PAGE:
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Trading Lessons 2008 And the Great Commodity Drop

Trading Lessons 2008
Forget about Lehman--suppose its problems were magically solved by a buyout, or someone offered them oodles of money for Neuberger. What would happen next? The shorts would cover and simply find another target.

What have we learned about trading this year?

1) that (long-term) the most bearish position has been the one that made the most money;

2) that shorts have consistently cycled through names perceived to be weak--mortgage insurers first, then Bear Stearns, then Fannie Mae and Freddie Mac, now Lehman. Notice each time the “issue” is “addressed” the market rally gets shorter and shorter. When does it end? When taking short positions in select names doesn't work any more.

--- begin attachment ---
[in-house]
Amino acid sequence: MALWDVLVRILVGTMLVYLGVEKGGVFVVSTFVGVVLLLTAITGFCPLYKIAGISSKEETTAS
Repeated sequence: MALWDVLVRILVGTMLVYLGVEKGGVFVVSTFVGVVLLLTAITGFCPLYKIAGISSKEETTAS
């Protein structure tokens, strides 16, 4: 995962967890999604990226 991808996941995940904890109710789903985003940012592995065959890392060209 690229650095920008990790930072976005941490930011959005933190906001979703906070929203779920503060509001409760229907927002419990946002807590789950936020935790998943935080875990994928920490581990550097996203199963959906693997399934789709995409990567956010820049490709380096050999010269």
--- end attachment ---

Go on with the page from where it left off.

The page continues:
The Commodity Drop
The drop in oil and distillates, natural gas, and other commodities is finally starting to filter through. Federal Express raised estimates for their fiscal first quarter due to lower fuel costs, though they did not raise full year guidance.

Here's why it's such a big deal: In late June, FedExwas paying $3.85/gallon. By the end of August, it was paying $3.27/gallon. That's a $0.60 difference. Is that a lot? Yes! FedEx uses 300 MILLION gallons of fuel per quarter--300 m x $0.60 = $180 million in savings--PER QUARTER.

This good news is going to play out with all the commodity users--from aluminum companies to food companies to transports.

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  • A CNBC reporter since 1990, Bob Pisani covers Wall Street from the floor of the New York Stock Exchange.

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